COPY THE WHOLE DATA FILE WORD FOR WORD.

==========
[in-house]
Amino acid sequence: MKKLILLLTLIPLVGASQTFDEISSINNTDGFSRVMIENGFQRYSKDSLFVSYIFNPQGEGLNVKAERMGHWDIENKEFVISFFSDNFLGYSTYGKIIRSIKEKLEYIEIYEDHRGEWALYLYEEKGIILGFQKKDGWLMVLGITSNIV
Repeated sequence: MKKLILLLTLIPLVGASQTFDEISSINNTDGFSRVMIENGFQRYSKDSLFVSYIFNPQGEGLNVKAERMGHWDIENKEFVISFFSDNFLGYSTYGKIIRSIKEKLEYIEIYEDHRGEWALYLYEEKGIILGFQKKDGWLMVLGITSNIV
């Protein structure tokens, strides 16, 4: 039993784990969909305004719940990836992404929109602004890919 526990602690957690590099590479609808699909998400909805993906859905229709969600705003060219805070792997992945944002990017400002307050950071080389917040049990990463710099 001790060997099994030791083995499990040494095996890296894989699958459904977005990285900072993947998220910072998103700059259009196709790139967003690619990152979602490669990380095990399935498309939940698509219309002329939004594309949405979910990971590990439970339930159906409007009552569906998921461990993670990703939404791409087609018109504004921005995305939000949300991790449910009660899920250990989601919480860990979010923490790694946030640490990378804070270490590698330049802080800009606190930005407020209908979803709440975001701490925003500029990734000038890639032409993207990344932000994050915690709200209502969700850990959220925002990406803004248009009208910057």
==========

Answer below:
[in-house]
Amino acid sequence: MKKLILLLTLIPLVGASQTFDEISSINNTDGFSRVMIENGFQRYSKDSLFVSYIFNPQGEGLNVKAERMGHWDIENKEFVISFFSDNFLGYSTYGKIIRSIKEKLEYIEIYEDHRGEWALYLYEEKGIILGFQKKDGWLMVLGITSNIV
Repeated sequence: MKKLILLLTLIPLVGASQTFDEISSINNTDGFSRVMIENGFQRYSKDSLFVSYIFNPQGEGLNVKAERMGHWDIENKEFVISFFSDNFLGYSTYGKIIRSIKEKLEYIEIYEDHRGEWALYLYEEKGIILGFQKKDGWLMVLGITSNIV
């Protein structure tokens, strides 16, 4: 039993784990969909305004719940990836992404929109602004890919 526990602690957690590099590479609808699909998400909805993906859905229709969600705003060219805070792997992945944002990017400002307050950071080389917040049990990463710099 001790060997099994030791083995499990040494095996890296894989699958459904977005990285900072993947998220910072998103700059259009196709790139967003690619990152979602490669990380095990399935498309939940698509219309002329939004594309949405979910990971590990439970339930159906409007009552569906998921461990993670990703939404791409087609018109504004921005995305939000949300991790449910009660899920250990989601919480860990979010923490790694946030640490990378804070270490590698330049802080800009606190930005407020209908979803709440975001701490925003500029990734000038890639032409993207990344932000994050915690709200209502969700850990959220925002990406803004248009009208910057």